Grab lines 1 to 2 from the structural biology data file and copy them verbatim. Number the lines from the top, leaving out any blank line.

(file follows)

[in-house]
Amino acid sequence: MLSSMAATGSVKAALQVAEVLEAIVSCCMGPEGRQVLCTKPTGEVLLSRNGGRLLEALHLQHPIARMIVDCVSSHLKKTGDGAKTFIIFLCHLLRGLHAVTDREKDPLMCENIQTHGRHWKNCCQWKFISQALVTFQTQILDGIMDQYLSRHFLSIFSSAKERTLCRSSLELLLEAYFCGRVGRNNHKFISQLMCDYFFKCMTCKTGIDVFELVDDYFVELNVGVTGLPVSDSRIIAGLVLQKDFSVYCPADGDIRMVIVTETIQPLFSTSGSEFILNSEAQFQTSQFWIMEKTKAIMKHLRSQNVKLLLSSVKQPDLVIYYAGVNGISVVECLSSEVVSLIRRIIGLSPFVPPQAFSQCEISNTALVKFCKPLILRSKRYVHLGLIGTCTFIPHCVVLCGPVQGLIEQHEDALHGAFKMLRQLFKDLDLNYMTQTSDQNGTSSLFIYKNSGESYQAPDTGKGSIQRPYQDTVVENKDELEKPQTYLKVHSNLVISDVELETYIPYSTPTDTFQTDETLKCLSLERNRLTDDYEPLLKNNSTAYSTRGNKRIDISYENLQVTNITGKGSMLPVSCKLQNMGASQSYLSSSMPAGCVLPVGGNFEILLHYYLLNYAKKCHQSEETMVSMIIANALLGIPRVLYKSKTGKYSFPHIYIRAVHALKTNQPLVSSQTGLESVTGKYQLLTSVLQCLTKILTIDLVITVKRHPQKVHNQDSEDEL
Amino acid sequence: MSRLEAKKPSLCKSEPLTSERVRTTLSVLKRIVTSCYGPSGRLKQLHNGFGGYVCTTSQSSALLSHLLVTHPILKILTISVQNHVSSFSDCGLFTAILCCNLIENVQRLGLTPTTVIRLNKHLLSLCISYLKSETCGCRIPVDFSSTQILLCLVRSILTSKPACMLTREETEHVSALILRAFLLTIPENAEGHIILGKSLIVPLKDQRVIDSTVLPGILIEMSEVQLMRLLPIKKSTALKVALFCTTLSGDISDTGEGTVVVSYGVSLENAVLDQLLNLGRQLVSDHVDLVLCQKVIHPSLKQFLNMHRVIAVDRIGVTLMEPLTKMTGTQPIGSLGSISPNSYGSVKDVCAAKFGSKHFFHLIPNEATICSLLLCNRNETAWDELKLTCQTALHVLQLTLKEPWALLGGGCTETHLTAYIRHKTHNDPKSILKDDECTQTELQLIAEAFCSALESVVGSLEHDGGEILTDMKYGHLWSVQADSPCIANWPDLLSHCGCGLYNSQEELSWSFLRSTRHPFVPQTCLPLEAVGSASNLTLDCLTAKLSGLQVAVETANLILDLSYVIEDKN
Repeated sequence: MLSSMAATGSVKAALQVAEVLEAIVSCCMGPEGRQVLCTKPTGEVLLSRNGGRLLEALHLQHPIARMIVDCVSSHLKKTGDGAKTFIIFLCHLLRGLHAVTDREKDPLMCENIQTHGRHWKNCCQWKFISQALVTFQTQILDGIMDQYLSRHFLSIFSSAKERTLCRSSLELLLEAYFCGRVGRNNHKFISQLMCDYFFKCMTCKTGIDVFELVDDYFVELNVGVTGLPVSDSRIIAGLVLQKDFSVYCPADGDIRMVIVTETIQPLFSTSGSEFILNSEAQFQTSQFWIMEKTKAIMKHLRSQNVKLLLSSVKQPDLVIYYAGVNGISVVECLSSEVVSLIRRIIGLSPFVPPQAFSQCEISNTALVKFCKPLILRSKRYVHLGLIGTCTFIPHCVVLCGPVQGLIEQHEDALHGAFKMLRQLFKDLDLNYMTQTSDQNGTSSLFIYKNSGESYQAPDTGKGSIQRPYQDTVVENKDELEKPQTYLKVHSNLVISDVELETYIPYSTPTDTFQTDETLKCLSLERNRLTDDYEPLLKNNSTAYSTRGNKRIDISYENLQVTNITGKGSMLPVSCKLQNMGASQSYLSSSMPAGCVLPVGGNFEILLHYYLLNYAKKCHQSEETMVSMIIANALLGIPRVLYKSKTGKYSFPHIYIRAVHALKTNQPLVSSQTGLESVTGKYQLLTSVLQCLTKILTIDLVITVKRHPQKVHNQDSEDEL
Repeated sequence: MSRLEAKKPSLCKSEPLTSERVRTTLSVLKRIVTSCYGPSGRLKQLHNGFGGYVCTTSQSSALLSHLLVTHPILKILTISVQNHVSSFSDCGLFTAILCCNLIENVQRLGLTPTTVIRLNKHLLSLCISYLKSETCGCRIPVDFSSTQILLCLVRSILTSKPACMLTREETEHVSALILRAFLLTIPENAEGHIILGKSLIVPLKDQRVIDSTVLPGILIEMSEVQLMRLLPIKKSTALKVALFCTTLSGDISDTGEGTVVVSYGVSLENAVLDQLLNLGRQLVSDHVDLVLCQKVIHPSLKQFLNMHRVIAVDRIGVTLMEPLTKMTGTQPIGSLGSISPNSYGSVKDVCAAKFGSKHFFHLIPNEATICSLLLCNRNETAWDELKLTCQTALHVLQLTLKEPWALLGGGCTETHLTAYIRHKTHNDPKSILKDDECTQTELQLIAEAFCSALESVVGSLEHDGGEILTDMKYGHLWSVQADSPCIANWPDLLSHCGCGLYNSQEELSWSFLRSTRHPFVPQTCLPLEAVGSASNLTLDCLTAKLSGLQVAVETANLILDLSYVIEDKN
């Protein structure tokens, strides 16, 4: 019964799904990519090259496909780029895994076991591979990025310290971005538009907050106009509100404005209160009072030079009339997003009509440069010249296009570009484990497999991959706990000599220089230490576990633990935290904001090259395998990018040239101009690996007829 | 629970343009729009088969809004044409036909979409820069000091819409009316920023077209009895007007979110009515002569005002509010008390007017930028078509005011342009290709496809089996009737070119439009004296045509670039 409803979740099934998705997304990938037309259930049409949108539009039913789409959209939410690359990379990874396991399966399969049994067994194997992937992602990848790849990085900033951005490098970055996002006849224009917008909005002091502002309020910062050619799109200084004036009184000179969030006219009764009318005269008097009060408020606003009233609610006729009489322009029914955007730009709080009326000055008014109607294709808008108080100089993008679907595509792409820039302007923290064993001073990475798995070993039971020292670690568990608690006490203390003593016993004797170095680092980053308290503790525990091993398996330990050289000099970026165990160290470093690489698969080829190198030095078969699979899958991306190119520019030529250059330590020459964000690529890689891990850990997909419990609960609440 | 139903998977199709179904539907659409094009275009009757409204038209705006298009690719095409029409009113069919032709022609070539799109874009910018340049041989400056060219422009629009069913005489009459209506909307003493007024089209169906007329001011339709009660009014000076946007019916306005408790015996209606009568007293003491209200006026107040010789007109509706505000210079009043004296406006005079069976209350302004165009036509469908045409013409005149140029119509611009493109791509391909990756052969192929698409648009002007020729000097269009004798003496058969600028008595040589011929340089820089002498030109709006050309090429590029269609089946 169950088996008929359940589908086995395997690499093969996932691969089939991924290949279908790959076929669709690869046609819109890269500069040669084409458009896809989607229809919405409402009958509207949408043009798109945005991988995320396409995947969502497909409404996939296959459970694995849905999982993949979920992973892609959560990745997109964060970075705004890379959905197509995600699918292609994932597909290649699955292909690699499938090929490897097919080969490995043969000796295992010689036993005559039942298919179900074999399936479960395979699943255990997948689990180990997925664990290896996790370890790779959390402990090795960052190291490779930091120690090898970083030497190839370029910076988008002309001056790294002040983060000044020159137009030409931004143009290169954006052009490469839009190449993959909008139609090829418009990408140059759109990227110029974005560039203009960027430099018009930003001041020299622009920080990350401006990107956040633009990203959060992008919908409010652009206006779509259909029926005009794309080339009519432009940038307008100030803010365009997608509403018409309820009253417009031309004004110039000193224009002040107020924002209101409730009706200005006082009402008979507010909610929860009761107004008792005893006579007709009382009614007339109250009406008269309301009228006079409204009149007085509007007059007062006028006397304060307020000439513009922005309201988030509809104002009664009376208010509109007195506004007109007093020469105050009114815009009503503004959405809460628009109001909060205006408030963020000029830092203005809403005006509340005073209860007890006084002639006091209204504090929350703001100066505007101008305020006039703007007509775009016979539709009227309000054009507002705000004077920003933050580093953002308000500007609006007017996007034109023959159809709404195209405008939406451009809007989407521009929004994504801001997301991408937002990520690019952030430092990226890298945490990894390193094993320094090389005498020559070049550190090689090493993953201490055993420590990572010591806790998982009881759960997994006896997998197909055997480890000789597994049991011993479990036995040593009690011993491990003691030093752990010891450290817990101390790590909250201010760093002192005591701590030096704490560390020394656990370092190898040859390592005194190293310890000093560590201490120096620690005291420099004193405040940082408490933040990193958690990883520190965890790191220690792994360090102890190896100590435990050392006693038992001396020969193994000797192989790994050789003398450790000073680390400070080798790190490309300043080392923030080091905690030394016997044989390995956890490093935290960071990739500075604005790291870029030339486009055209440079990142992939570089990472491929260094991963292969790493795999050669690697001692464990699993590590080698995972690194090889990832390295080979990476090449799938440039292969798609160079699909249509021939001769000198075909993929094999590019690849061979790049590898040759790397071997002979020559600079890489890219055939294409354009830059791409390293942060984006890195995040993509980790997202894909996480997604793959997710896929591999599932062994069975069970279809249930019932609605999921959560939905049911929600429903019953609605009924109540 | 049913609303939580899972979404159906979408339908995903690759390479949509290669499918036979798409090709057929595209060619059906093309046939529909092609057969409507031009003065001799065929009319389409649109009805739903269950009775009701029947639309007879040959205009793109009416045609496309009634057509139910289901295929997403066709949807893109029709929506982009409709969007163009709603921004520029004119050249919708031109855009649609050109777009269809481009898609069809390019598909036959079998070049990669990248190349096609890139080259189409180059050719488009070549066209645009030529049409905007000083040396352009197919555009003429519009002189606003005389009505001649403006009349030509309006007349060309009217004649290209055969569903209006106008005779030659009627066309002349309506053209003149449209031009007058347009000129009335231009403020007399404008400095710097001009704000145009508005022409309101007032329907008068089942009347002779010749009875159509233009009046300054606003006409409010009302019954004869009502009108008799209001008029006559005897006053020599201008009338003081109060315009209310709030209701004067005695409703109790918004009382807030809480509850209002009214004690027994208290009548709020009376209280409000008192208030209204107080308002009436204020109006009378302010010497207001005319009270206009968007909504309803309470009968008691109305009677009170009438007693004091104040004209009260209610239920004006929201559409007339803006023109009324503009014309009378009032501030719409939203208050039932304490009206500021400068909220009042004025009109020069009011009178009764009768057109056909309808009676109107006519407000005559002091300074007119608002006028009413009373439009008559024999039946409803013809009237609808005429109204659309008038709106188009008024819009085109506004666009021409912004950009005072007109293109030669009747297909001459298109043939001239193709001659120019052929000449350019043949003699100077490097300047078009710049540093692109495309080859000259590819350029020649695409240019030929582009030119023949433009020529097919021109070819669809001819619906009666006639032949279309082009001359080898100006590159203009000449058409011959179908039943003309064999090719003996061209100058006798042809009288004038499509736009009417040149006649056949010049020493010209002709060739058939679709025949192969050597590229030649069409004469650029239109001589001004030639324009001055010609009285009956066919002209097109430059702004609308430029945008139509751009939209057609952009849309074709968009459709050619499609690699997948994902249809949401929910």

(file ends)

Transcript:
[in-house]
Amino acid sequence: MLSSMAATGSVKAALQVAEVLEAIVSCCMGPEGRQVLCTKPTGEVLLSRNGGRLLEALHLQHPIARMIVDCVSSHLKKTGDGAKTFIIFLCHLLRGLHAVTDREKDPLMCENIQTHGRHWKNCCQWKFISQALVTFQTQILDGIMDQYLSRHFLSIFSSAKERTLCRSSLELLLEAYFCGRVGRNNHKFISQLMCDYFFKCMTCKTGIDVFELVDDYFVELNVGVTGLPVSDSRIIAGLVLQKDFSVYCPADGDIRMVIVTETIQPLFSTSGSEFILNSEAQFQTSQFWIMEKTKAIMKHLRSQNVKLLLSSVKQPDLVIYYAGVNGISVVECLSSEVVSLIRRIIGLSPFVPPQAFSQCEISNTALVKFCKPLILRSKRYVHLGLIGTCTFIPHCVVLCGPVQGLIEQHEDALHGAFKMLRQLFKDLDLNYMTQTSDQNGTSSLFIYKNSGESYQAPDTGKGSIQRPYQDTVVENKDELEKPQTYLKVHSNLVISDVELETYIPYSTPTDTFQTDETLKCLSLERNRLTDDYEPLLKNNSTAYSTRGNKRIDISYENLQVTNITGKGSMLPVSCKLQNMGASQSYLSSSMPAGCVLPVGGNFEILLHYYLLNYAKKCHQSEETMVSMIIANALLGIPRVLYKSKTGKYSFPHIYIRAVHALKTNQPLVSSQTGLESVTGKYQLLTSVLQCLTKILTIDLVITVKRHPQKVHNQDSEDEL